The concept of active, or student-centered, learning, has been around for a long time, it’s just that now we have words to describe what we have always known. We have researchers that spend their time figuring out how and why active learning is good for students and how teachers can do more to allow students to become active participants in their learning.
Once upon a time, people learned their trade by doing. They were apprenticed at a young age and while their mentor/instructor would spend some time giving their insights into the hows and whys of accomplishing a task, the apprentice always learning best by attempting the task. The problem we run into nowadays is that teaching an electrician which wires to put where does not equate as well to teaching students a history lesson. Or so it would seem.
The following are some ideas of how a teacher could implement active learning in a classroom, almost regardless of what subject they are trying to teach.
Writing – Although it may seem obvious (or not), writing can be very student centered if the students are given an appropriate amount of instruction or lead at the beginning. Writing can be short and daily and done in-class, such as with journals or micro-themes that are connected to a larger project, or writing can be a larger, more formal project where the student does most of the work outside of class over the course of many weeks or even months.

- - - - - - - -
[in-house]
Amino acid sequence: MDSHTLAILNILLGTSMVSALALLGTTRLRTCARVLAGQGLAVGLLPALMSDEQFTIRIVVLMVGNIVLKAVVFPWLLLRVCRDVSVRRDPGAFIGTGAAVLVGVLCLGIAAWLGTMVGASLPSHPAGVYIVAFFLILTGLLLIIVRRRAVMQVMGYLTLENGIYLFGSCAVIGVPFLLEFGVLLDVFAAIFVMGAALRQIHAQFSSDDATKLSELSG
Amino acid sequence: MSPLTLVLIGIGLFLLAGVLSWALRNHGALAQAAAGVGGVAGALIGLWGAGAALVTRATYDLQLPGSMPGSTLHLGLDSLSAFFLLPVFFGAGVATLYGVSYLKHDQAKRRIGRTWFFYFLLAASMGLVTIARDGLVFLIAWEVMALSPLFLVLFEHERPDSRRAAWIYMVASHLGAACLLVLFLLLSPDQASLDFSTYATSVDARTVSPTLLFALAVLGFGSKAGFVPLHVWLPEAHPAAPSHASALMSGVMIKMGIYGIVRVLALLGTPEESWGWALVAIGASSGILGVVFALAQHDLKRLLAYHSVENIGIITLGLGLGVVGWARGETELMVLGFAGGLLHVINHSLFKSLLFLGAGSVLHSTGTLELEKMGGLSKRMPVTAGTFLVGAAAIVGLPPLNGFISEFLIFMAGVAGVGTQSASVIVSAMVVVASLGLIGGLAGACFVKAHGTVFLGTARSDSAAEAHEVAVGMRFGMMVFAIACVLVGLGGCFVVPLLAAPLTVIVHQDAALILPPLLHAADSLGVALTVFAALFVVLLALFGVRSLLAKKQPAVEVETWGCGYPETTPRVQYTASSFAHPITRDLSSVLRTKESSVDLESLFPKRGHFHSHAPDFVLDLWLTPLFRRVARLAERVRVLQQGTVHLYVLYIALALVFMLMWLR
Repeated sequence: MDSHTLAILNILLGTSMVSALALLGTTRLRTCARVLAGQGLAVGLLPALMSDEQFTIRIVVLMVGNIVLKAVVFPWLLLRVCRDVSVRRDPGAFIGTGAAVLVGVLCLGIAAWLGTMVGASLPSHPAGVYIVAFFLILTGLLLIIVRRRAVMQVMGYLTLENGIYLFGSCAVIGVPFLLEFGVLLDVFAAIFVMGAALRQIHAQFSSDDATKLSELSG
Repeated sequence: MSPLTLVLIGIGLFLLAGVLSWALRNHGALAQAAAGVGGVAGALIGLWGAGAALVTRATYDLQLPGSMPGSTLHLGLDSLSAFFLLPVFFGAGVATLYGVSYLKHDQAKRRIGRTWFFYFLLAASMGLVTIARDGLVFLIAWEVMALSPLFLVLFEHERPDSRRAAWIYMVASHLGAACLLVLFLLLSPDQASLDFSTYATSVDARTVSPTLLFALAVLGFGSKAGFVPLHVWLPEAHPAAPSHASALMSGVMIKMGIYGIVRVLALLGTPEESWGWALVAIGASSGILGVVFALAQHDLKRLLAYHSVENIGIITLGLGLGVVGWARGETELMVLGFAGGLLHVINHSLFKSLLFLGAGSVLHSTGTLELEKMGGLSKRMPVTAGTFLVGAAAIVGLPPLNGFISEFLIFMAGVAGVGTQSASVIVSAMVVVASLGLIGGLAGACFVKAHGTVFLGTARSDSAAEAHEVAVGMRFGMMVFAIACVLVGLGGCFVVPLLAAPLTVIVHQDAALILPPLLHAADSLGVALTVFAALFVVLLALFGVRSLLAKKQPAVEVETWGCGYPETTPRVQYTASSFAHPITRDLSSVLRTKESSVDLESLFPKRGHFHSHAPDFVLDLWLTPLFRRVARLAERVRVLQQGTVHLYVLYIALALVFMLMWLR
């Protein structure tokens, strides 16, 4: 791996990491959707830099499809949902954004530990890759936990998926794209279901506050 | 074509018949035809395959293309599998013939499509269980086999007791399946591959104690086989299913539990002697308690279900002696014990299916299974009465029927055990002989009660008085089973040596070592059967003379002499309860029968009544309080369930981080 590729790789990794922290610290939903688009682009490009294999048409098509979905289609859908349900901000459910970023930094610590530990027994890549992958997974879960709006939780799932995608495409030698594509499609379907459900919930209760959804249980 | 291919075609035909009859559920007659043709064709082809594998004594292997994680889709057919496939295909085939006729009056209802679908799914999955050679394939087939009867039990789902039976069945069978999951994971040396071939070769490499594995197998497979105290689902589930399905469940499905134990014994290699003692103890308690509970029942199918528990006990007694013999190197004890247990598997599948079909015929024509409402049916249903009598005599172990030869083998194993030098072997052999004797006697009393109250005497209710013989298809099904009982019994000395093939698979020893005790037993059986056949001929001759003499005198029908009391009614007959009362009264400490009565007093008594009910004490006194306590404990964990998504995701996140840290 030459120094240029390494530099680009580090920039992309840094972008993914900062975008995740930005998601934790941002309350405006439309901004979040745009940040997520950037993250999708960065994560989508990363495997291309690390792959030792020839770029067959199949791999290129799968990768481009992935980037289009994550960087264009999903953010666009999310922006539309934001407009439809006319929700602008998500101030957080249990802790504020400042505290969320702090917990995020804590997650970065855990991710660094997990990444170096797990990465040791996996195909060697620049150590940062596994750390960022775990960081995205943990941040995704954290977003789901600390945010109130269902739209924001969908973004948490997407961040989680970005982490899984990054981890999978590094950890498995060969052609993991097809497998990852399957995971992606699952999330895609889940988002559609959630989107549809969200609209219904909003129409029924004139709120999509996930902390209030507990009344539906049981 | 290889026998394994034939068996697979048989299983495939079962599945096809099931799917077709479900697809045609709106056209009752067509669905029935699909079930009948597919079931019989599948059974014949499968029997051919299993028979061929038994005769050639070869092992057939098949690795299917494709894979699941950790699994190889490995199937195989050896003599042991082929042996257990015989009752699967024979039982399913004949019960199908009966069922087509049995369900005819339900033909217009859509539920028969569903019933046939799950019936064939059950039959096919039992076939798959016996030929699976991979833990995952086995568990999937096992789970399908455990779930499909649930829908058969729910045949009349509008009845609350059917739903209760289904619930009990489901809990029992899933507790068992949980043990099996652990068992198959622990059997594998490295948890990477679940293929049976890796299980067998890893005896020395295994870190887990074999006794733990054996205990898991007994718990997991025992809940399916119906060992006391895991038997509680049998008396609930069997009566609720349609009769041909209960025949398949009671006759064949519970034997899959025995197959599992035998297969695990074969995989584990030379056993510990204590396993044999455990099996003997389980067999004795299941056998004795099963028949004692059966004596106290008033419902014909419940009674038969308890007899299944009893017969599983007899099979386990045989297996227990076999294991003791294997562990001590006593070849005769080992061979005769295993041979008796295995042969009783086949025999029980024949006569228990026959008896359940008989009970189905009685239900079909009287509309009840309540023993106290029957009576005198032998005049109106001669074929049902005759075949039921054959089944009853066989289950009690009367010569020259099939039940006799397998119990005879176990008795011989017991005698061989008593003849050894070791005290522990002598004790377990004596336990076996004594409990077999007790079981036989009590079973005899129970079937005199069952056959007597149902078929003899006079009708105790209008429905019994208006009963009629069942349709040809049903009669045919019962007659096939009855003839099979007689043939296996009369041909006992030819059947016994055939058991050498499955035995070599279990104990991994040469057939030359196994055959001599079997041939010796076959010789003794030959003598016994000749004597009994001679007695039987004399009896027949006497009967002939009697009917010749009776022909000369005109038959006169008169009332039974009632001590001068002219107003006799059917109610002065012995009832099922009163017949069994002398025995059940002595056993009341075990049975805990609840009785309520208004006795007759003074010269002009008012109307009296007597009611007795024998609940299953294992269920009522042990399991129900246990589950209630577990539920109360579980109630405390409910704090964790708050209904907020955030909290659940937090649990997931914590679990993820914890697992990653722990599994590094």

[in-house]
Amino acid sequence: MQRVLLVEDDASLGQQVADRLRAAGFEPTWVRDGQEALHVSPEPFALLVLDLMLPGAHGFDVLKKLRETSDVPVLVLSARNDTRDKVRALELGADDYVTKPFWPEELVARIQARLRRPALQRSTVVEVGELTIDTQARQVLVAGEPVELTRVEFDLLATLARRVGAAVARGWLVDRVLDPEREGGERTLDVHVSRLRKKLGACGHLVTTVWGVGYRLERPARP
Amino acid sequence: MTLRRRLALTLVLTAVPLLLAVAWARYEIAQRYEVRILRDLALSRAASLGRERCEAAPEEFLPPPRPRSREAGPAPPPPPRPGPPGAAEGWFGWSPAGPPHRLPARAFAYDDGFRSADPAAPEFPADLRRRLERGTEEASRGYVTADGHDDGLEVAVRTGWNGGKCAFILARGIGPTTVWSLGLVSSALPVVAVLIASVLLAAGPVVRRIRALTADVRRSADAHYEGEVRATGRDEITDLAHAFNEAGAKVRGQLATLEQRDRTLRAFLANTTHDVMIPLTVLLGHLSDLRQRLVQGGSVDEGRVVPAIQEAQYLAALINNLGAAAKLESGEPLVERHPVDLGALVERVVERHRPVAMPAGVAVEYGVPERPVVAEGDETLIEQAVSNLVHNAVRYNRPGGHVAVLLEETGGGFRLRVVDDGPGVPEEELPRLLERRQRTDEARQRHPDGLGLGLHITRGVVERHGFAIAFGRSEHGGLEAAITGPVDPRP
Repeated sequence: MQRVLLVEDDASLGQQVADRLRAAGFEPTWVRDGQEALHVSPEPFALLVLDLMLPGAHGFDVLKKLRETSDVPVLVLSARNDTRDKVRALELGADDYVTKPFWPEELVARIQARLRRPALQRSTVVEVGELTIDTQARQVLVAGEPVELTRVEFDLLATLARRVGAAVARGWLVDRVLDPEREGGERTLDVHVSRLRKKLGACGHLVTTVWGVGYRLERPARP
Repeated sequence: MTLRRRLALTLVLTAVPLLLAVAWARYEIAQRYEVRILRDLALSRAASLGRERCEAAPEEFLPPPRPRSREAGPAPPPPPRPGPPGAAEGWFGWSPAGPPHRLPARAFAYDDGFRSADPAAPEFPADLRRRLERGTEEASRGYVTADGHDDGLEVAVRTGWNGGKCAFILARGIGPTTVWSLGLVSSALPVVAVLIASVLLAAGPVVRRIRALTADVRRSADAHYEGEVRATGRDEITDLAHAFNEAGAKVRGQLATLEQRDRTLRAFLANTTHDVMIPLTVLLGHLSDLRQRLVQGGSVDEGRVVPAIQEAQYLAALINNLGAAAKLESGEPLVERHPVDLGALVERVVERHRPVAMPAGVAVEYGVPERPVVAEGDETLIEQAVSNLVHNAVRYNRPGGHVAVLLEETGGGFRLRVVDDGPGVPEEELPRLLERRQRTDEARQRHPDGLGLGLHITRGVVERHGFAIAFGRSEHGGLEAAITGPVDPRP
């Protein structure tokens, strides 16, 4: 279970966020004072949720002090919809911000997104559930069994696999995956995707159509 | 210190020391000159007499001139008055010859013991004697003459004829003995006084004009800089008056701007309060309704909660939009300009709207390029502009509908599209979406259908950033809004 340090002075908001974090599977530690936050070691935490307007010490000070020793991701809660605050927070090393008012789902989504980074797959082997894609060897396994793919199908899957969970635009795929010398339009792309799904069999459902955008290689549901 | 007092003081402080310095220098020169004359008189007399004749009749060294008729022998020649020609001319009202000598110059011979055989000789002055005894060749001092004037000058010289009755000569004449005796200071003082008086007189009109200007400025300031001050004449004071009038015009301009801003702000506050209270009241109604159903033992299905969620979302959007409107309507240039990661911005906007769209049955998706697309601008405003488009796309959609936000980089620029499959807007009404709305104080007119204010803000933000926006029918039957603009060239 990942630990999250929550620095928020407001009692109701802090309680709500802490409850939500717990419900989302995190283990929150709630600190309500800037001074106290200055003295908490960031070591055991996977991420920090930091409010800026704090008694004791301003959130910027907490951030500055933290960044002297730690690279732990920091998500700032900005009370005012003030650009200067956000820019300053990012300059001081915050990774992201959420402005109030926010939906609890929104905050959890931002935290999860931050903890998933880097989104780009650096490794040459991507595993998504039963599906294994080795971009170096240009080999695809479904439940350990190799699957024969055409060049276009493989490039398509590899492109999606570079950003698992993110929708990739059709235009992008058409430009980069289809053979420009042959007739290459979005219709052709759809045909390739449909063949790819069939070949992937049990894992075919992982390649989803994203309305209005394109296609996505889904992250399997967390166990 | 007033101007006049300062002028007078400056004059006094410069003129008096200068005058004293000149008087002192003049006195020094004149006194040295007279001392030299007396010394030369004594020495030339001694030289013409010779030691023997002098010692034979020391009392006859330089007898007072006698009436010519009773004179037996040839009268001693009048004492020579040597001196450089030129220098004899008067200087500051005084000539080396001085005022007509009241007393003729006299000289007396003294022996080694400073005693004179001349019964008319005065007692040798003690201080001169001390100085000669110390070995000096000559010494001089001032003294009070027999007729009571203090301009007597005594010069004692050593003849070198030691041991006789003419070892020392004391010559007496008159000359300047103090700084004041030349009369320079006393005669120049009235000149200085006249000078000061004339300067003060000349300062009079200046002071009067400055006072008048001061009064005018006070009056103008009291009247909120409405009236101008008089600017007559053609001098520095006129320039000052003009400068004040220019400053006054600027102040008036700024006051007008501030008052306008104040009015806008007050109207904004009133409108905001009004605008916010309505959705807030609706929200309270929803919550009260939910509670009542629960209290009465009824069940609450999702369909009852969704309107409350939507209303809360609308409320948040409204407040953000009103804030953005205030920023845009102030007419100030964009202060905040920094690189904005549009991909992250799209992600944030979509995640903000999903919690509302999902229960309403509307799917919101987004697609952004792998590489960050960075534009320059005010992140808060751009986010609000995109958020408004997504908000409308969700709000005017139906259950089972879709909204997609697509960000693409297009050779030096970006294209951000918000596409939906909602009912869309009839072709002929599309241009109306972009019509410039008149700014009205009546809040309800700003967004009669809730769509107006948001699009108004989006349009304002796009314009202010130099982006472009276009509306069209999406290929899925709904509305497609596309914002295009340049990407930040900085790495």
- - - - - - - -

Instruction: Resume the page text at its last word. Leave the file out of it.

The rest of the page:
In-class Debates – Nothing gets students more involved in their own learning then when they have to stand in front of their peers and defend their point of view. While it is useful to have students prepare somewhat before a debate, it is always interesting to see what prejudices and misconceptions students have when forced to debate a topic that has not been researched ahead of time.
Simulation Game – This can be similar to play-acting or role-playing but it can work in science-related fields also. Pretend you are a piece of popcorn that was eaten: now what happens to you next in the digestive system?
Group Project – This one is probably the most obvious when it comes to active learning but a teacher must be adequately prepared before assigning groups and projects otherwise not all students will be actively participating.
Students as Teachers – Everyone knows that you learn a concept best when you have to teach it to someone else so choosing a topic that is either traditionally difficult for students to grasp or if it just a particular student or group of students, have the students teach the concept to someone will undoubtedly help cement the concept into their minds more thoroughly.